Banks Reviewing Stand-Alone Internet Banking
KPMG Survey Reveals Banks Reviewing Stand-Alone Internet Banking Services
Many international financial institutions are reviewing their approach to internet banking as a result of the dot.com crash and the poor performance of stand-alone internet banks in 2000, the Chairman of KPMG’s Banking and Finance Group, Andrew Dinsdale said today.
Mr Dinsdale was launching KPMG’s 15th annual Financial Institutions Performance Survey, which reports and comments on the performance of banks, finance companies and other financial institutions.
“Globally, investors in technology stocks took a pummelling in 2000. The first three months of 2001 have been equally volatile with the slowdown in the United States economy impacting on technology stocks even further.”
Mr Dinsdale said internationally, huge amounts of money were being invested in dot.com Internet start-ups with no track records, business plans or balance sheet strength. Underlying share losses for investors was the fact that the projections for the level of business and profitability of internet business were not being achieved.
The New Zealand banking industry was not immune. While the number of customers using online banking grew during 2000, the virtual banking model developed overseas came under pressure.
“Banks around the world are abandoning or cancelling Internet banking projects. In recent months, Onebank in Australia, Alliance & Leicester, Allied Irish Bank and Sanwa Bank have all pulled back from such projects. Banks are coming to the consensus that the Internet must be integrated with other channels for distributing financial services.”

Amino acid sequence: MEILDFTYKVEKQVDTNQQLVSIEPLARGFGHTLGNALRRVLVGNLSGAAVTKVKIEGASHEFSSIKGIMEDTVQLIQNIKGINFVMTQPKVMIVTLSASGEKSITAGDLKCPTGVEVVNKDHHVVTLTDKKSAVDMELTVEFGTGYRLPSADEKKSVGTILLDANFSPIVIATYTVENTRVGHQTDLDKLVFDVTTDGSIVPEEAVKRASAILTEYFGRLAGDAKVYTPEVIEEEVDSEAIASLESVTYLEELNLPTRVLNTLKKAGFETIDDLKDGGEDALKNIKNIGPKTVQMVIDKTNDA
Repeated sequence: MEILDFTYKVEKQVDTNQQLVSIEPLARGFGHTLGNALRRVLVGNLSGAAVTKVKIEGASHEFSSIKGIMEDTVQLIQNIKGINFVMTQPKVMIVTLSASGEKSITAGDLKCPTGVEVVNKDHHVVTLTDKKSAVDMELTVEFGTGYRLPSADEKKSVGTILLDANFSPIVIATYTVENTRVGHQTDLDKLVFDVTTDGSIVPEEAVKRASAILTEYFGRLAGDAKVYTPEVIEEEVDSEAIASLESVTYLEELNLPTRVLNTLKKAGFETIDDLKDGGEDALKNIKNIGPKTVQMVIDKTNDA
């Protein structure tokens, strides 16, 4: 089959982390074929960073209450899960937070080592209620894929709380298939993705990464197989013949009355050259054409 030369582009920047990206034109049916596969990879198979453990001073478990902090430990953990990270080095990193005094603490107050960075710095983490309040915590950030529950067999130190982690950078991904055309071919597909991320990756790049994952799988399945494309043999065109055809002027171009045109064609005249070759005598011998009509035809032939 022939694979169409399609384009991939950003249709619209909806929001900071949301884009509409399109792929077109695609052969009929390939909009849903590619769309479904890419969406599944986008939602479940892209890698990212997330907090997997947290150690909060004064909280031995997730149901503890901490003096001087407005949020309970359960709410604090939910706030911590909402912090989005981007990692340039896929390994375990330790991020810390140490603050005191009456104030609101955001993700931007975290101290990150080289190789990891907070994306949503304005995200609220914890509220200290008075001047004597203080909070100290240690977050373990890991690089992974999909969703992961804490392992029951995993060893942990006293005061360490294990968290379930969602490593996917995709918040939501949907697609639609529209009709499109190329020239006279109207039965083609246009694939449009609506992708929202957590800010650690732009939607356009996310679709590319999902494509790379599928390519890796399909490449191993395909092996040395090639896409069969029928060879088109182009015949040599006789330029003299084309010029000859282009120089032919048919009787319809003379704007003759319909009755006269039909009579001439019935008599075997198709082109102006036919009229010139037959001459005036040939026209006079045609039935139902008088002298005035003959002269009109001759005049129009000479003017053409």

Mr Dinsdale said there were three different, high profile entities active in the New Zealand market as stand-alone Internet or direct banking operations: BankDirect, AMP Banking and E-Loan.
“During 2000, each have reassessed part or all of their activities and made significant changes to their operations.
“The significant dissatisfaction customers are seen as having for their traditional banks has not translated into a rush into online banking. Inertia seems to prevent people changing banks or banking habits.
“In theory, an Internet banking service can be delivered at a fraction of the cost of a ‘bricks and mortar’ service. But finding a formula that works has proved difficult in most countries where it’s been tried.
“The problem is that online banking still appeals to a niche market and the volumes are relatively small. But the set-up technology is expensive and the amount a bank needs to spend on marketing to be noticed in a virtual world, is considerable.
“In spite of the significant investments being made by financial service firms on introducing and marketing stand-alone online financial services, research shows that relatively few consumers use them. Fewer still use them for purchasing new products and services or resolving problems.”
Mr Dinsdale says online banking needs to be supported by other distribution channels and contact points. For the moment, the banking industry must work at excelling in a “clicks and mortar” environment.
For further information contact:
Chairman, Banking and Finance Group
Telephone 04 802 1214 or 029 437 354